Oak Cliff 2014 Preview: BUZZARD, FIGHT CHURCH, LIMO RIDE, Repertory Titles, And More

Managing Editor; Dallas, Texas, USA (@peteramartin)
to Vote
The third annual Oak Cliff Film Festival, a celebration of all things independent, starts tonight, June 19, and runs through June 22. The opening night presentation is To Be Takei, a documentary about actor / activist George Takei, directed by Jennifer M. Kroot and Bill Weber.

Held in the North Oak Cliff neighborhood in Dallas, Texas, the festival will take place at the historic Texas Theatre, the Kessler Theater, the Bishop Arts Theater, and other nearby venues. It's a long-established neighborhood that's been revitalized in recent years by a growing arts community, and the festival reflects that combination of the old and the new, with a keen awareness of its important place in the local scene and a desire to connect with the world at large. 

This year's festival pays tribute to pioneering photographer Eadweard Muybridge and features an impressively-curated selection of narrative films, documentaries, and repertory screenings. We've picked our favorites below, either those we've already seen or those that look the most promising; click through the gallery to see them all. And more information is available at the official festival site

Directed by Joel Potrykus

Marty Jackitansky (Joshua Burge) think's he's beating the system. But the system has a funny way of beating square pegs like Marty back into round holes.

Buzzard is, itself, a square peg, declining to be pigeonholed as anything other than the story of Marty, a young man who is a temp worker in the back offices of a bank. At first, he steals from his employer by ordering office supplies online and then returning them in person for cash. Next, he steals a large number of checks intended for customers and cashs them against his bank account. When he thinks his scam will be uncovered, he hides out in the basement of co-worker Derek (Potrykus).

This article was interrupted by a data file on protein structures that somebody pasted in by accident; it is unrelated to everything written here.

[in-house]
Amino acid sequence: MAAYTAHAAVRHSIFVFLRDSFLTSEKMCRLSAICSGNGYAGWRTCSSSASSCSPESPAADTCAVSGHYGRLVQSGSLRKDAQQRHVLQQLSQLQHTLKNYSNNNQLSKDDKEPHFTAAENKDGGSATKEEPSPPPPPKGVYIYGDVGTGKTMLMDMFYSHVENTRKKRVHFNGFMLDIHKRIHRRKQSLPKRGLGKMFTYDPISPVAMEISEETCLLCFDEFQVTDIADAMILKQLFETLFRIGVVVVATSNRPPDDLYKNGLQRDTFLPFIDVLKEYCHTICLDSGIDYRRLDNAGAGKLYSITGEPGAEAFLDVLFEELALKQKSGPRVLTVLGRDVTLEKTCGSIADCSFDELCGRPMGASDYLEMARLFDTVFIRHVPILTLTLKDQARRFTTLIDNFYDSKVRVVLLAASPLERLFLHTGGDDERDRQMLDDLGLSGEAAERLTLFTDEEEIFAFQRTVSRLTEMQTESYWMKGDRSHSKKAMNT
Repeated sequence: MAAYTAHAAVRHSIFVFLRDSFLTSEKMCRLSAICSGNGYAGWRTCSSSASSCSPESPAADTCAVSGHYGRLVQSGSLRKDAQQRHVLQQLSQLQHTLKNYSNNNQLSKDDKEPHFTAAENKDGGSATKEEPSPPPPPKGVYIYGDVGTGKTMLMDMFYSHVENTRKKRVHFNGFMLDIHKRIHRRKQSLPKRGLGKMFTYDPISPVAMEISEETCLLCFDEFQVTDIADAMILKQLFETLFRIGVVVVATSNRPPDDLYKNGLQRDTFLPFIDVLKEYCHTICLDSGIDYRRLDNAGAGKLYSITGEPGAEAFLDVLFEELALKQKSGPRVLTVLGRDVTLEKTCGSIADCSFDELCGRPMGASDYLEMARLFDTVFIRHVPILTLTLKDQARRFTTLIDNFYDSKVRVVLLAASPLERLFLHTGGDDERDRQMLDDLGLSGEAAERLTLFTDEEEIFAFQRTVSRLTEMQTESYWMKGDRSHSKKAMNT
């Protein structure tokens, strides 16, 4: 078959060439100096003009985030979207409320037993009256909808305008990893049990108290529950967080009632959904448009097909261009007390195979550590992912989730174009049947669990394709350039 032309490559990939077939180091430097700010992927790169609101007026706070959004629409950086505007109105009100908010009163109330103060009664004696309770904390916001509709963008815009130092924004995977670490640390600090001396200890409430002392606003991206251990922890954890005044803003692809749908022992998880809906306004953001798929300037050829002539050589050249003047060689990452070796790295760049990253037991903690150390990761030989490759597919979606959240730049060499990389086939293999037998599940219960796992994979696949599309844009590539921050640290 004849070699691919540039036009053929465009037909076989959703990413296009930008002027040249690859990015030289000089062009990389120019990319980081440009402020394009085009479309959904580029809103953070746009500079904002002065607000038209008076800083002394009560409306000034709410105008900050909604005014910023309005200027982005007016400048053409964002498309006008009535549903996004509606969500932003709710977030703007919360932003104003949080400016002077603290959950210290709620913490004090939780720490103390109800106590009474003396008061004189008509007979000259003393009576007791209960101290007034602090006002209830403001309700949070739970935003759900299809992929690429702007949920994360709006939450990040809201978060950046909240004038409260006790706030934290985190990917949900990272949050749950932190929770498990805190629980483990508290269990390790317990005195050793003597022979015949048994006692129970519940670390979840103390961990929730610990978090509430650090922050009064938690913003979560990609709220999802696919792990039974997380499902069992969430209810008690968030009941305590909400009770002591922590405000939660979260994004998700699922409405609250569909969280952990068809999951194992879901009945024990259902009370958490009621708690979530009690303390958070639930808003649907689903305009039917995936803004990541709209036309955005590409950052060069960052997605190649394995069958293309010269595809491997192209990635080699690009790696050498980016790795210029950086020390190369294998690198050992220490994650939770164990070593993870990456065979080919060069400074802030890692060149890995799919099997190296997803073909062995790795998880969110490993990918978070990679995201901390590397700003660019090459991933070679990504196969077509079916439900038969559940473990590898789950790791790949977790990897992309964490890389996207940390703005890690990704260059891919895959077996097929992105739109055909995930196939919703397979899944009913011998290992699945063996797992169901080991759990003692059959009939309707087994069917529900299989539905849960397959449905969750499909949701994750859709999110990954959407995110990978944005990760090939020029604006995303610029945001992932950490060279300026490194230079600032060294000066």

Marty's petty crimes add up quickly, and his behavior becomes more erratic. During brief phone calls with his mother, hints are dropped about Marty's past, suggesting that the potential for something more troubling may be brewing within his psychology.

The film is visually arresting because it lacks any artifice; it's like a home movie made with precision and care. Despite the plentitude of comic books and horror movie posters in his apartment, Marty is not a lovable loser; he's entirely consumed with his own existence and displays no fellow-feeling whatsoever. He's an immature child in an adult's body, which makes him an unknown commodity when he's faced with a crisis.

As writer and director, Potrykus sets up a fascinating situation revolving around an opaque character that refuses easy resolution in memorable fashion. As editor, however, Potrykus tests the patience; there's such a thing as deliberate pacing to deepen an impression, which is occasionally in evidence, and then there are scenes such as one late in the film, watching Marty eat an entire bowl of spaghetti in bed, chewing with his mouth open. The scene does not illuminate; it merely irritates to no apparent purpose.

Screens Friday, June 20, 9:30 p.m., Bishop Arts Theater Center
More information at the official festival site.

to Vote
Screen Anarchy logo
Do you feel this content is inappropriate or infringes upon your rights? Click here to report it.
Documentaryfilm festivaloak clifftexas

More about Buzzard

More about The Dog (2014)

More about Mood Indigo

  • J. Reeves

    I'd argue there is very much a purpose in that spaghetti scene. It's the only time we see Marty in a foreign environment that treats him well. He's happy. He's clean. That's important. Calm before the storm.

blog comments powered by Disqus